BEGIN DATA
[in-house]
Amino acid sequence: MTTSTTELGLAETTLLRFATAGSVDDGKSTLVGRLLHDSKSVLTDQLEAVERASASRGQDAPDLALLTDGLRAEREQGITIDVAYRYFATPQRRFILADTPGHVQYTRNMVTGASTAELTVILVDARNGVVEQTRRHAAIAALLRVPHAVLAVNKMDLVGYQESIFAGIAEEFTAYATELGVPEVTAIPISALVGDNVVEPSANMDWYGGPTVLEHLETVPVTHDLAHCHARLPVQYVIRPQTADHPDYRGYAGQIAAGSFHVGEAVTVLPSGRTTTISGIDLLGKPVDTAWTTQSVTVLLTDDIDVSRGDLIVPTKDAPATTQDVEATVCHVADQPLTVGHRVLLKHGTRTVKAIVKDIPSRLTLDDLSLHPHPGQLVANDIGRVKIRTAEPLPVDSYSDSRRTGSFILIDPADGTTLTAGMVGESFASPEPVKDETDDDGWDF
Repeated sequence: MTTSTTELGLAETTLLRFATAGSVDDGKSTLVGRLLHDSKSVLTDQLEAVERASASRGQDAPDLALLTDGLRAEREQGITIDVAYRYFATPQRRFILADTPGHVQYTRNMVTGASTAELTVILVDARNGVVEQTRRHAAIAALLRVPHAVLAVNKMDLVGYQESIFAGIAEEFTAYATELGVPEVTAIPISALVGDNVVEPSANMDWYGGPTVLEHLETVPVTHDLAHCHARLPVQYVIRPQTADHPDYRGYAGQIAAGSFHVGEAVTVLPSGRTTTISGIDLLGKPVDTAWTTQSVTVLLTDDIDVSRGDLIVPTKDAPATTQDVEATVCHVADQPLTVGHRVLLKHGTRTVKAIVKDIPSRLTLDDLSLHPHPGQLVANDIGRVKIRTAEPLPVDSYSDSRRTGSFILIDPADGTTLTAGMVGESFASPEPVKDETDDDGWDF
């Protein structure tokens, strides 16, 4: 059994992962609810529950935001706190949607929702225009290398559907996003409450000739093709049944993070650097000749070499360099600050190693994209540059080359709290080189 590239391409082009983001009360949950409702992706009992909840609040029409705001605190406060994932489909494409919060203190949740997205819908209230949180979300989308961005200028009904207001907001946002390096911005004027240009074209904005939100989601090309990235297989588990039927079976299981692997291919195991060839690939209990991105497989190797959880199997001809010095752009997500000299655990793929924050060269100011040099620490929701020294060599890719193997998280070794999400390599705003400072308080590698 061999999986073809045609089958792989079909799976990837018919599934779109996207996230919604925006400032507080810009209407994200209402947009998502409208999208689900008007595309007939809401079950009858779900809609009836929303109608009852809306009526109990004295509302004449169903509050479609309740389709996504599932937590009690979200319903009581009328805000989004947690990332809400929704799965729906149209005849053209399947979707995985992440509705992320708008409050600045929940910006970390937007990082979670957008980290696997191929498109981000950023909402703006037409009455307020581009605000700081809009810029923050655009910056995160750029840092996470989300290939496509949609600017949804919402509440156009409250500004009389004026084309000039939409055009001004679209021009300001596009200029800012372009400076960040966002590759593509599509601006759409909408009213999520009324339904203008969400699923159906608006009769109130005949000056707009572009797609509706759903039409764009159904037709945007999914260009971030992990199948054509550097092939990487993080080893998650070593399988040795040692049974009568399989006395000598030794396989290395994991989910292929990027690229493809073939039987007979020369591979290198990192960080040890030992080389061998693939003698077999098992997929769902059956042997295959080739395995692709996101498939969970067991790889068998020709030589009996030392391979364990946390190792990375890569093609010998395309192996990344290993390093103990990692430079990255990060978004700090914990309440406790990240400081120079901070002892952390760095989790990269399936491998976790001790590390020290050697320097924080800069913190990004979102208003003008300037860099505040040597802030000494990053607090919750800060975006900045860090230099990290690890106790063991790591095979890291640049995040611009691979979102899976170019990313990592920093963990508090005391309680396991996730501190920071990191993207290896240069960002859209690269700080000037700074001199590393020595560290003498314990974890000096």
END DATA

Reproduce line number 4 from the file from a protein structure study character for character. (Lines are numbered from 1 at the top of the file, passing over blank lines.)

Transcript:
């Protein structure tokens, strides 16, 4: 059994992962609810529950935001706190949607929702225009290398559907996003409450000739093709049944993070650097000749070499360099600050190693994209540059080359709290080189 590239391409082009983001009360949950409702992706009992909840609040029409705001605190406060994932489909494409919060203190949740997205819908209230949180979300989308961005200028009904207001907001946002390096911005004027240009074209904005939100989601090309990235297989588990039927079976299981692997291919195991060839690939209990991105497989190797959880199997001809010095752009997500000299655990793929924050060269100011040099620490929701020294060599890719193997998280070794999400390599705003400072308080590698 061999999986073809045609089958792989079909799976990837018919599934779109996207996230919604925006400032507080810009209407994200209402947009998502409208999208689900008007595309007939809401079950009858779900809609009836929303109608009852809306009526109990004295509302004449169903509050479609309740389709996504599932937590009690979200319903009581009328805000989004947690990332809400929704799965729906149209005849053209399947979707995985992440509705992320708008409050600045929940910006970390937007990082979670957008980290696997191929498109981000950023909402703006037409009455307020581009605000700081809009810029923050655009910056995160750029840092996470989300290939496509949609600017949804919402509440156009409250500004009389004026084309000039939409055009001004679209021009300001596009200029800012372009400076960040966002590759593509599509601006759409909408009213999520009324339904203008969400699923159906608006009769109130005949000056707009572009797609509706759903039409764009159904037709945007999914260009971030992990199948054509550097092939990487993080080893998650070593399988040795040692049974009568399989006395000598030794396989290395994991989910292929990027690229493809073939039987007979020369591979290198990192960080040890030992080389061998693939003698077999098992997929769902059956042997295959080739395995692709996101498939969970067991790889068998020709030589009996030392391979364990946390190792990375890569093609010998395309192996990344290993390093103990990692430079990255990060978004700090914990309440406790990240400081120079901070002892952390760095989790990269399936491998976790001790590390020290050697320097924080800069913190990004979102208003003008300037860099505040040597802030000494990053607090919750800060975006900045860090230099990290690890106790063991790591095979890291640049995040611009691979979102899976170019990313990592920093963990508090005391309680396991996730501190920071990191993207290896240069960002859209690269700080000037700074001199590393020595560290003498314990974890000096």